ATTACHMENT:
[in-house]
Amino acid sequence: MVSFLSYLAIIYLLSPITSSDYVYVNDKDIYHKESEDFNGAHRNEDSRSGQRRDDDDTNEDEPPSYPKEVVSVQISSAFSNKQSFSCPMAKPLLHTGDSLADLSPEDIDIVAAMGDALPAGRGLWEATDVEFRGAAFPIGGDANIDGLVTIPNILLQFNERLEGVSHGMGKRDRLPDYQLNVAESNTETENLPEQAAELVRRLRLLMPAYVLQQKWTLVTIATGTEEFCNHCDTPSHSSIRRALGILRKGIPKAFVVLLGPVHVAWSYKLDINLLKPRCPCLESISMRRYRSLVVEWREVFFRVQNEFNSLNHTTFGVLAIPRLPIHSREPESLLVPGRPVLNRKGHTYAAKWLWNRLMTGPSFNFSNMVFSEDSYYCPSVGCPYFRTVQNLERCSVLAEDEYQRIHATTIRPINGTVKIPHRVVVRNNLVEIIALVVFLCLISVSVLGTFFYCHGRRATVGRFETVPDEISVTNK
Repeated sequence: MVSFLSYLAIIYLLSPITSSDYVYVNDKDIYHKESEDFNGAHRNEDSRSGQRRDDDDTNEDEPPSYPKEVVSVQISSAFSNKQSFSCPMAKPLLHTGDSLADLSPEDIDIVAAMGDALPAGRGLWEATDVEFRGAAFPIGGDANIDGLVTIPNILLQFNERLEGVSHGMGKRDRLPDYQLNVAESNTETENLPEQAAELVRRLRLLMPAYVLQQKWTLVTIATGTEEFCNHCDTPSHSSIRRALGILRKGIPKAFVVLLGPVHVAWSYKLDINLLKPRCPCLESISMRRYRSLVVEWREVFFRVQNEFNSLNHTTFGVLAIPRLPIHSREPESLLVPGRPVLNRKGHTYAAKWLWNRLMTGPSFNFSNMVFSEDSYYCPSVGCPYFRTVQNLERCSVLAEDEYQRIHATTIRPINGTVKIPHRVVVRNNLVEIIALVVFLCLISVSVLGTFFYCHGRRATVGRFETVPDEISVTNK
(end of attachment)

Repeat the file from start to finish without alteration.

[in-house]
Amino acid sequence: MVSFLSYLAIIYLLSPITSSDYVYVNDKDIYHKESEDFNGAHRNEDSRSGQRRDDDDTNEDEPPSYPKEVVSVQISSAFSNKQSFSCPMAKPLLHTGDSLADLSPEDIDIVAAMGDALPAGRGLWEATDVEFRGAAFPIGGDANIDGLVTIPNILLQFNERLEGVSHGMGKRDRLPDYQLNVAESNTETENLPEQAAELVRRLRLLMPAYVLQQKWTLVTIATGTEEFCNHCDTPSHSSIRRALGILRKGIPKAFVVLLGPVHVAWSYKLDINLLKPRCPCLESISMRRYRSLVVEWREVFFRVQNEFNSLNHTTFGVLAIPRLPIHSREPESLLVPGRPVLNRKGHTYAAKWLWNRLMTGPSFNFSNMVFSEDSYYCPSVGCPYFRTVQNLERCSVLAEDEYQRIHATTIRPINGTVKIPHRVVVRNNLVEIIALVVFLCLISVSVLGTFFYCHGRRATVGRFETVPDEISVTNK
Repeated sequence: MVSFLSYLAIIYLLSPITSSDYVYVNDKDIYHKESEDFNGAHRNEDSRSGQRRDDDDTNEDEPPSYPKEVVSVQISSAFSNKQSFSCPMAKPLLHTGDSLADLSPEDIDIVAAMGDALPAGRGLWEATDVEFRGAAFPIGGDANIDGLVTIPNILLQFNERLEGVSHGMGKRDRLPDYQLNVAESNTETENLPEQAAELVRRLRLLMPAYVLQQKWTLVTIATGTEEFCNHCDTPSHSSIRRALGILRKGIPKAFVVLLGPVHVAWSYKLDINLLKPRCPCLESISMRRYRSLVVEWREVFFRVQNEFNSLNHTTFGVLAIPRLPIHSREPESLLVPGRPVLNRKGHTYAAKWLWNRLMTGPSFNFSNMVFSEDSYYCPSVGCPYFRTVQNLERCSVLAEDEYQRIHATTIRPINGTVKIPHRVVVRNNLVEIIALVVFLCLISVSVLGTFFYCHGRRATVGRFETVPDEISVTNK